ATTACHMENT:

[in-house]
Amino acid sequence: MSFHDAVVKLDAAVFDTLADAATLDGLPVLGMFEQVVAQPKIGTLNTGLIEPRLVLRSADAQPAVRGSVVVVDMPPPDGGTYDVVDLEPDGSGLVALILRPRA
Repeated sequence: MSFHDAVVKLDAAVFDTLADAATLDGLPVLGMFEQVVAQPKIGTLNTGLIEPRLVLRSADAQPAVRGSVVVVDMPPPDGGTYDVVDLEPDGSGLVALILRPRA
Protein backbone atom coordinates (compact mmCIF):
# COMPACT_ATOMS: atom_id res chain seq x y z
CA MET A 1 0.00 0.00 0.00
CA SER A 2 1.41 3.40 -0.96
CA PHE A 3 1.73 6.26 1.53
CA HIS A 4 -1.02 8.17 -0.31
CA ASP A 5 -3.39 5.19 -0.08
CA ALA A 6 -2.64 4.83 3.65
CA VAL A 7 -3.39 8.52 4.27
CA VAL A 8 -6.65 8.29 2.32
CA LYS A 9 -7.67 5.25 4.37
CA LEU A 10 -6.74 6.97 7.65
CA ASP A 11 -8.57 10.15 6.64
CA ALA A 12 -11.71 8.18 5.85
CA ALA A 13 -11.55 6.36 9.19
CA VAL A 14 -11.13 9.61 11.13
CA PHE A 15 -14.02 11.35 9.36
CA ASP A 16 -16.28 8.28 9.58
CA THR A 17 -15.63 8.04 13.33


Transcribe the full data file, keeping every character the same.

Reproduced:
[in-house]
Amino acid sequence: MSFHDAVVKLDAAVFDTLADAATLDGLPVLGMFEQVVAQPKIGTLNTGLIEPRLVLRSADAQPAVRGSVVVVDMPPPDGGTYDVVDLEPDGSGLVALILRPRA
Repeated sequence: MSFHDAVVKLDAAVFDTLADAATLDGLPVLGMFEQVVAQPKIGTLNTGLIEPRLVLRSADAQPAVRGSVVVVDMPPPDGGTYDVVDLEPDGSGLVALILRPRA
Protein backbone atom coordinates (compact mmCIF):
# COMPACT_ATOMS: atom_id res chain seq x y z
CA MET A 1 0.00 0.00 0.00
CA SER A 2 1.41 3.40 -0.96
CA PHE A 3 1.73 6.26 1.53
CA HIS A 4 -1.02 8.17 -0.31
CA ASP A 5 -3.39 5.19 -0.08
CA ALA A 6 -2.64 4.83 3.65
CA VAL A 7 -3.39 8.52 4.27
CA VAL A 8 -6.65 8.29 2.32
CA LYS A 9 -7.67 5.25 4.37
CA LEU A 10 -6.74 6.97 7.65
CA ASP A 11 -8.57 10.15 6.64
CA ALA A 12 -11.71 8.18 5.85
CA ALA A 13 -11.55 6.36 9.19
CA VAL A 14 -11.13 9.61 11.13
CA PHE A 15 -14.02 11.35 9.36
CA ASP A 16 -16.28 8.28 9.58
CA THR A 17 -15.63 8.04 13.33